Many people don’t do much planning before deciding to retire, and they use simplistic strategies to deal with financial risks. As a result, they’re vulnerable to the risk of financial shocks that may cause them to struggle financially in their later years.

That’s the conclusion of a recent study conducted by the Society of Actuaries together with Matthew Greenwald and Associates. The two organizations conducted focus groups with current retirees to learn how Americans go about planning for their retirement.

The study came up with six key findings that can serve as warning signs: If the first five sound like something you might do, consider devoting more time and attention to your retirement planning.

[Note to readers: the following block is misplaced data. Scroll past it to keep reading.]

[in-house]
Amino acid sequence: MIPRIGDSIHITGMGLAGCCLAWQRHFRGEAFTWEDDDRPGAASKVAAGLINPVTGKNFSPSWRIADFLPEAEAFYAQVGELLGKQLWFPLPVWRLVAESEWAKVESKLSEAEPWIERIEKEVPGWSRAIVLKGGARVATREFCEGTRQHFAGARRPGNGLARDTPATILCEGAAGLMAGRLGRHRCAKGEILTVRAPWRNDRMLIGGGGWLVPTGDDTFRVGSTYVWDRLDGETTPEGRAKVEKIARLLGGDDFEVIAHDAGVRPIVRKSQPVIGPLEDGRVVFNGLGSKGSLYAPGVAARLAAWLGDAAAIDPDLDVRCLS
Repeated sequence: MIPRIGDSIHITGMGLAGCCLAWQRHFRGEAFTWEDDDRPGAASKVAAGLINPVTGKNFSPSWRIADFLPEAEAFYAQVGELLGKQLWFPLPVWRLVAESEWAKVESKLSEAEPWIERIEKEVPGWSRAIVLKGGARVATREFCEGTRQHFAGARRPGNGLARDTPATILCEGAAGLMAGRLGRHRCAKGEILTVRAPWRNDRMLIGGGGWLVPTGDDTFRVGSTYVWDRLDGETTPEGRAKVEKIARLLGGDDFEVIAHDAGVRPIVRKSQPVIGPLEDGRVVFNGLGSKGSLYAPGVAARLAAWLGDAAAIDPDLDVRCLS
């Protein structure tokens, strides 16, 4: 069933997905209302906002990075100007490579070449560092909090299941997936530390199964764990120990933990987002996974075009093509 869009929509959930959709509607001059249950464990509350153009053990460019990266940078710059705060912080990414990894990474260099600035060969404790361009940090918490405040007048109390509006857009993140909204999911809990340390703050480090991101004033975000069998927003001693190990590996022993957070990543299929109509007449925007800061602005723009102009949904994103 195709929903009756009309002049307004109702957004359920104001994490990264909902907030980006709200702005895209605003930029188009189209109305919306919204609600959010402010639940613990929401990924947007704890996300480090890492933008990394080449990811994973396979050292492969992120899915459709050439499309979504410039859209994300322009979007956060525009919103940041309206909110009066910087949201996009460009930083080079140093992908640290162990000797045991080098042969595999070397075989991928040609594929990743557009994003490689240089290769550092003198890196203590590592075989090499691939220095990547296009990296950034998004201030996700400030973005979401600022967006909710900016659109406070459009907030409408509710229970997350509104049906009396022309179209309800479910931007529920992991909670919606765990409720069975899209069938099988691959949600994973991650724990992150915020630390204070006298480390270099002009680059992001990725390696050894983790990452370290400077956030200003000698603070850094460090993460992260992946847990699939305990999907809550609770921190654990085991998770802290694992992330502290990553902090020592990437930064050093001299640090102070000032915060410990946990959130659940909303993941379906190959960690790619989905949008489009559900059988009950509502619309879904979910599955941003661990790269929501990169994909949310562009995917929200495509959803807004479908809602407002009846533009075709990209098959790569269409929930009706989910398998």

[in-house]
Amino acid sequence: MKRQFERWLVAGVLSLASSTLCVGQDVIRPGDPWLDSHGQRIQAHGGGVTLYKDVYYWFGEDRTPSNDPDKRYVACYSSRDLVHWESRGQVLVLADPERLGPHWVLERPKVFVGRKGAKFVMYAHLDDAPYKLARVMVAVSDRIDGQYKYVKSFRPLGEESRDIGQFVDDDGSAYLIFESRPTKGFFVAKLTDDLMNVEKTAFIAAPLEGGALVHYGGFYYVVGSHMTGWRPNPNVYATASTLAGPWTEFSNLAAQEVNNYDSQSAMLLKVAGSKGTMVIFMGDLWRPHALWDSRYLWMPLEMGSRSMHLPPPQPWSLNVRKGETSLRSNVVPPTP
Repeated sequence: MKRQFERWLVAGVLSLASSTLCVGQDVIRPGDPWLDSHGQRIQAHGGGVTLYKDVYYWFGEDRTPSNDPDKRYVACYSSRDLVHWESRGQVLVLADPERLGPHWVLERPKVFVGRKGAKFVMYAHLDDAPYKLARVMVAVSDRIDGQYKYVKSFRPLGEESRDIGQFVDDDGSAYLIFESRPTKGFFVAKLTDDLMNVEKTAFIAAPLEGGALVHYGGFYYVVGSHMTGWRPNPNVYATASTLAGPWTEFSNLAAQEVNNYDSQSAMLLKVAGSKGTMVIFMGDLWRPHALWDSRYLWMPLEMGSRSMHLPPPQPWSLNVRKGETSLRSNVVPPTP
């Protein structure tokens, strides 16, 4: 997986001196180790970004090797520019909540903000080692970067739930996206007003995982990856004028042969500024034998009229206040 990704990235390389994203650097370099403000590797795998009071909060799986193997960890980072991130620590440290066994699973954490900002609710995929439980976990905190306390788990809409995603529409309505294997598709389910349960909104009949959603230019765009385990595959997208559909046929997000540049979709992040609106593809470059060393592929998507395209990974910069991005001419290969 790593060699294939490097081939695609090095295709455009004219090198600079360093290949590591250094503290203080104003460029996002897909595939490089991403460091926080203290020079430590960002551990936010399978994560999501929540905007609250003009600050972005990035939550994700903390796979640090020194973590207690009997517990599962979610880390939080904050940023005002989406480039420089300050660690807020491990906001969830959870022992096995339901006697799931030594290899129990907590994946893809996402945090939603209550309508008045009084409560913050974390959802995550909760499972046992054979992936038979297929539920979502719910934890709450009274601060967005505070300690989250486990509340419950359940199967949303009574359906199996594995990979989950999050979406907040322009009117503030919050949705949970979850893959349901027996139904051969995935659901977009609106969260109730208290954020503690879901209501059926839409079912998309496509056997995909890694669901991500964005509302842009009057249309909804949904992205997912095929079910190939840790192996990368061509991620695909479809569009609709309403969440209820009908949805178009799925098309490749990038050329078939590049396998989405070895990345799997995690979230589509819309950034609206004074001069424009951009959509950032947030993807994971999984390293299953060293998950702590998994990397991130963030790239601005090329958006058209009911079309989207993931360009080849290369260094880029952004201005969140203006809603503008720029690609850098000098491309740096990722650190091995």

Finding 1: Many people feel pushed out of work. It’s often assumed that people retire because they want to stop working to pursue other interests or because they’ve carefully calculated that they have enough money to be financially secure for the rest of their lives. But that’s often not the case. Many people leave work for a variety of reasons, including health issues, the need to take care of a spouse or relative, not feeling valued and welcome at work, or losing a job involuntarily.

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